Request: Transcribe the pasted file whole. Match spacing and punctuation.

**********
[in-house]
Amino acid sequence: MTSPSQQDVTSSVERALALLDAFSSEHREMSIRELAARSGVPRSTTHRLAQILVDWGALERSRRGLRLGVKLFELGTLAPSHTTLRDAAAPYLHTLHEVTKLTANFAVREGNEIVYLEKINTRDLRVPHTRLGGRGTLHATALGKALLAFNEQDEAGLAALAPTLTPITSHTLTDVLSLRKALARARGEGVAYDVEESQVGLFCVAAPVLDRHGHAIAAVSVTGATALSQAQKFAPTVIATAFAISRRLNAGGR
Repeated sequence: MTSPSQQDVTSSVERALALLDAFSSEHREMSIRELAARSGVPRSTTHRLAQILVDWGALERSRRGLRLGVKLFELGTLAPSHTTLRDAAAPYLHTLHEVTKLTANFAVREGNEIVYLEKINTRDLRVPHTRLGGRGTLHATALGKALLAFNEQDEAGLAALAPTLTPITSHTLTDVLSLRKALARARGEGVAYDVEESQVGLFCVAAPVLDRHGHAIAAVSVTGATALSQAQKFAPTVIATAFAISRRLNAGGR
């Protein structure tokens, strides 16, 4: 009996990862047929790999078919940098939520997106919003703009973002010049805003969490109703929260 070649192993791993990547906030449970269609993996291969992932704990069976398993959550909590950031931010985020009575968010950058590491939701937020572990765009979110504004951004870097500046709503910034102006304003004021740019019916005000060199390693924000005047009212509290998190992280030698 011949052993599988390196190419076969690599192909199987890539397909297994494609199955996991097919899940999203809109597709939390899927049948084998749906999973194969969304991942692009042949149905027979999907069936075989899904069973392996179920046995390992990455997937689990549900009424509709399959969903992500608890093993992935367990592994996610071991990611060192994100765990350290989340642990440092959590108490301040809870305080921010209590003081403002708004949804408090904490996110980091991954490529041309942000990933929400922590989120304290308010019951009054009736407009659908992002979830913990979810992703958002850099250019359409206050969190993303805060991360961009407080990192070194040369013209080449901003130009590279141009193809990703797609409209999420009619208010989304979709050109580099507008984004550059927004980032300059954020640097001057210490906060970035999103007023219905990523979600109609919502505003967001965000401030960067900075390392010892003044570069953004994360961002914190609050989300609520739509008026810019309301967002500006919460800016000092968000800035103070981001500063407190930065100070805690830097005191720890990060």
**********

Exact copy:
[in-house]
Amino acid sequence: MTSPSQQDVTSSVERALALLDAFSSEHREMSIRELAARSGVPRSTTHRLAQILVDWGALERSRRGLRLGVKLFELGTLAPSHTTLRDAAAPYLHTLHEVTKLTANFAVREGNEIVYLEKINTRDLRVPHTRLGGRGTLHATALGKALLAFNEQDEAGLAALAPTLTPITSHTLTDVLSLRKALARARGEGVAYDVEESQVGLFCVAAPVLDRHGHAIAAVSVTGATALSQAQKFAPTVIATAFAISRRLNAGGR
Repeated sequence: MTSPSQQDVTSSVERALALLDAFSSEHREMSIRELAARSGVPRSTTHRLAQILVDWGALERSRRGLRLGVKLFELGTLAPSHTTLRDAAAPYLHTLHEVTKLTANFAVREGNEIVYLEKINTRDLRVPHTRLGGRGTLHATALGKALLAFNEQDEAGLAALAPTLTPITSHTLTDVLSLRKALARARGEGVAYDVEESQVGLFCVAAPVLDRHGHAIAAVSVTGATALSQAQKFAPTVIATAFAISRRLNAGGR
């Protein structure tokens, strides 16, 4: 009996990862047929790999078919940098939520997106919003703009973002010049805003969490109703929260 070649192993791993990547906030449970269609993996291969992932704990069976398993959550909590950031931010985020009575968010950058590491939701937020572990765009979110504004951004870097500046709503910034102006304003004021740019019916005000060199390693924000005047009212509290998190992280030698 011949052993599988390196190419076969690599192909199987890539397909297994494609199955996991097919899940999203809109597709939390899927049948084998749906999973194969969304991942692009042949149905027979999907069936075989899904069973392996179920046995390992990455997937689990549900009424509709399959969903992500608890093993992935367990592994996610071991990611060192994100765990350290989340642990440092959590108490301040809870305080921010209590003081403002708004949804408090904490996110980091991954490529041309942000990933929400922590989120304290308010019951009054009736407009659908992002979830913990979810992703958002850099250019359409206050969190993303805060991360961009407080990192070194040369013209080449901003130009590279141009193809990703797609409209999420009619208010989304979709050109580099507008984004550059927004980032300059954020640097001057210490906060970035999103007023219905990523979600109609919502505003967001965000401030960067900075390392010892003044570069953004994360961002914190609050989300609520739509008026810019309301967002500006919460800016000092968000800035103070981001500063407190930065100070805690830097005191720890990060």